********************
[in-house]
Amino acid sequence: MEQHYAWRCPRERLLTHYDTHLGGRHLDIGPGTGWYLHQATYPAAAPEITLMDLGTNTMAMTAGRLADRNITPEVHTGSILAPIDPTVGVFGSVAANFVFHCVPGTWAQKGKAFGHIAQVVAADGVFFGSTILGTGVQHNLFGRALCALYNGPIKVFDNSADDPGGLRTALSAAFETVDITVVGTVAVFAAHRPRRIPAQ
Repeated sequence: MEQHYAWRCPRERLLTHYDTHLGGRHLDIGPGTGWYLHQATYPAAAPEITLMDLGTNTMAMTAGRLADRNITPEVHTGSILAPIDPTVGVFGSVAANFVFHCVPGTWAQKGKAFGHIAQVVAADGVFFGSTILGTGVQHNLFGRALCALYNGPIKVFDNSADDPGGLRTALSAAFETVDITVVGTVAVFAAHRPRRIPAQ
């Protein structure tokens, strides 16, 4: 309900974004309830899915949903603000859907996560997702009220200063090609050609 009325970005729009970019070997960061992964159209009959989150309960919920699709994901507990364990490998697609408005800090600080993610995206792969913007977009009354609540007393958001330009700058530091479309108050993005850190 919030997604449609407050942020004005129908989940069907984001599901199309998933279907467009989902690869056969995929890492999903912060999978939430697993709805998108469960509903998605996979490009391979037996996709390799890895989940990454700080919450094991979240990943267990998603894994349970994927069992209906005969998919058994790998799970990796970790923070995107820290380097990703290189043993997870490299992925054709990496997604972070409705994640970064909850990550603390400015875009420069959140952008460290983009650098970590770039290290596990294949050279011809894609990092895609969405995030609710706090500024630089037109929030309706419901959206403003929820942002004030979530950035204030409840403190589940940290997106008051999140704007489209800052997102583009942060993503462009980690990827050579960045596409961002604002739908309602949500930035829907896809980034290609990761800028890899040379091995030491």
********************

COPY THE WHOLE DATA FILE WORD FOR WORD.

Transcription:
[in-house]
Amino acid sequence: MEQHYAWRCPRERLLTHYDTHLGGRHLDIGPGTGWYLHQATYPAAAPEITLMDLGTNTMAMTAGRLADRNITPEVHTGSILAPIDPTVGVFGSVAANFVFHCVPGTWAQKGKAFGHIAQVVAADGVFFGSTILGTGVQHNLFGRALCALYNGPIKVFDNSADDPGGLRTALSAAFETVDITVVGTVAVFAAHRPRRIPAQ
Repeated sequence: MEQHYAWRCPRERLLTHYDTHLGGRHLDIGPGTGWYLHQATYPAAAPEITLMDLGTNTMAMTAGRLADRNITPEVHTGSILAPIDPTVGVFGSVAANFVFHCVPGTWAQKGKAFGHIAQVVAADGVFFGSTILGTGVQHNLFGRALCALYNGPIKVFDNSADDPGGLRTALSAAFETVDITVVGTVAVFAAHRPRRIPAQ
């Protein structure tokens, strides 16, 4: 309900974004309830899915949903603000859907996560997702009220200063090609050609 009325970005729009970019070997960061992964159209009959989150309960919920699709994901507990364990490998697609408005800090600080993610995206792969913007977009009354609540007393958001330009700058530091479309108050993005850190 919030997604449609407050942020004005129908989940069907984001599901199309998933279907467009989902690869056969995929890492999903912060999978939430697993709805998108469960509903998605996979490009391979037996996709390799890895989940990454700080919450094991979240990943267990998603894994349970994927069992209906005969998919058994790998799970990796970790923070995107820290380097990703290189043993997870490299992925054709990496997604972070409705994640970064909850990550603390400015875009420069959140952008460290983009650098970590770039290290596990294949050279011809894609990092895609969405995030609710706090500024630089037109929030309706419901959206403003929820942002004030979530950035204030409840403190589940940290997106008051999140704007489209800052997102583009942060993503462009980690990827050579960045596409961002604002739908309602949500930035829907896809980034290609990761800028890899040379091995030491």